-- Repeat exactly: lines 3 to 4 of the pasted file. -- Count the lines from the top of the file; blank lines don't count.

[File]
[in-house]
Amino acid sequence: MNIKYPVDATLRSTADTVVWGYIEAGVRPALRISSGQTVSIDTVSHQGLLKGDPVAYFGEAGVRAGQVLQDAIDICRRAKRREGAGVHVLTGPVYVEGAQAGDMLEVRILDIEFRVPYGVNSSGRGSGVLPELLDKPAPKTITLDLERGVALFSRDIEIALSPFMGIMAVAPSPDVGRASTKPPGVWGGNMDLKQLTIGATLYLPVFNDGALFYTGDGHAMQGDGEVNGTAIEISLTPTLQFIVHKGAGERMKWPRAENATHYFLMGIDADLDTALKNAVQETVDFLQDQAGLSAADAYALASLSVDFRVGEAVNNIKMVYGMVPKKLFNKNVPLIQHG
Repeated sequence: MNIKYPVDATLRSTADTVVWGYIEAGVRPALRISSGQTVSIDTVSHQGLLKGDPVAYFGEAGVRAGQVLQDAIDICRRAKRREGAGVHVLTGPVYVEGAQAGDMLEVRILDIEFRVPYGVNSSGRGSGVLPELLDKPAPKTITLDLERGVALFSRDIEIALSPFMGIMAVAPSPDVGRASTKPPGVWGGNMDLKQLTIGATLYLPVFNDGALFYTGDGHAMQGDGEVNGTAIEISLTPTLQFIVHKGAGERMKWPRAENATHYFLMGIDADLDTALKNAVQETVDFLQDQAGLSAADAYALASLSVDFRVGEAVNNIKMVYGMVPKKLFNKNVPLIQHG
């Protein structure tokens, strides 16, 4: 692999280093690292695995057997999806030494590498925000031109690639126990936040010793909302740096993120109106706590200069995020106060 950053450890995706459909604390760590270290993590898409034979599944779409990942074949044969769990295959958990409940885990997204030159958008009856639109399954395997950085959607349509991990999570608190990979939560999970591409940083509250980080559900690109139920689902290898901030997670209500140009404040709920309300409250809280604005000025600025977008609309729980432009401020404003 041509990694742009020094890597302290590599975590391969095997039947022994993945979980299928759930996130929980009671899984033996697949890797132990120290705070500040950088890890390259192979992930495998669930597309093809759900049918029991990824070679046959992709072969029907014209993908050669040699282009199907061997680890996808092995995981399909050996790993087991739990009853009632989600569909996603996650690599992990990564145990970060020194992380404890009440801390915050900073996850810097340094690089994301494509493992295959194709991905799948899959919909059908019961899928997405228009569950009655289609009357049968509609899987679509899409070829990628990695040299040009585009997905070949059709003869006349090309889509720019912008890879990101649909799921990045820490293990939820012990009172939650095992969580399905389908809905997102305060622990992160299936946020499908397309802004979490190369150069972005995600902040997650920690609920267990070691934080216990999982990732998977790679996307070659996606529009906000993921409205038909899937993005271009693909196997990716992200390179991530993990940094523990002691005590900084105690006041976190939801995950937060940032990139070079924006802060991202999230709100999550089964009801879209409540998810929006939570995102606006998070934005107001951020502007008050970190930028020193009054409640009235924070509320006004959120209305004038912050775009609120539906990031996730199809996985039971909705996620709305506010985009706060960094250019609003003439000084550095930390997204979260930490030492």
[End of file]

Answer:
Repeated sequence: MNIKYPVDATLRSTADTVVWGYIEAGVRPALRISSGQTVSIDTVSHQGLLKGDPVAYFGEAGVRAGQVLQDAIDICRRAKRREGAGVHVLTGPVYVEGAQAGDMLEVRILDIEFRVPYGVNSSGRGSGVLPELLDKPAPKTITLDLERGVALFSRDIEIALSPFMGIMAVAPSPDVGRASTKPPGVWGGNMDLKQLTIGATLYLPVFNDGALFYTGDGHAMQGDGEVNGTAIEISLTPTLQFIVHKGAGERMKWPRAENATHYFLMGIDADLDTALKNAVQETVDFLQDQAGLSAADAYALASLSVDFRVGEAVNNIKMVYGMVPKKLFNKNVPLIQHG
């Protein structure tokens, strides 16, 4: 692999280093690292695995057997999806030494590498925000031109690639126990936040010793909302740096993120109106706590200069995020106060 950053450890995706459909604390760590270290993590898409034979599944779409990942074949044969769990295959958990409940885990997204030159958008009856639109399954395997950085959607349509991990999570608190990979939560999970591409940083509250980080559900690109139920689902290898901030997670209500140009404040709920309300409250809280604005000025600025977008609309729980432009401020404003 041509990694742009020094890597302290590599975590391969095997039947022994993945979980299928759930996130929980009671899984033996697949890797132990120290705070500040950088890890390259192979992930495998669930597309093809759900049918029991990824070679046959992709072969029907014209993908050669040699282009199907061997680890996808092995995981399909050996790993087991739990009853009632989600569909996603996650690599992990990564145990970060020194992380404890009440801390915050900073996850810097340094690089994301494509493992295959194709991905799948899959919909059908019961899928997405228009569950009655289609009357049968509609899987679509899409070829990628990695040299040009585009997905070949059709003869006349090309889509720019912008890879990101649909799921990045820490293990939820012990009172939650095992969580399905389908809905997102305060622990992160299936946020499908397309802004979490190369150069972005995600902040997650920690609920267990070691934080216990999982990732998977790679996307070659996606529009906000993921409205038909899937993005271009693909196997990716992200390179991530993990940094523990002691005590900084105690006041976190939801995950937060940032990139070079924006802060991202999230709100999550089964009801879209409540998810929006939570995102606006998070934005107001951020502007008050970190930028020193009054409640009235924070509320006004959120209305004038912050775009609120539906990031996730199809996985039971909705996620709305506010985009706060960094250019609003003439000084550095930390997204979260930490030492």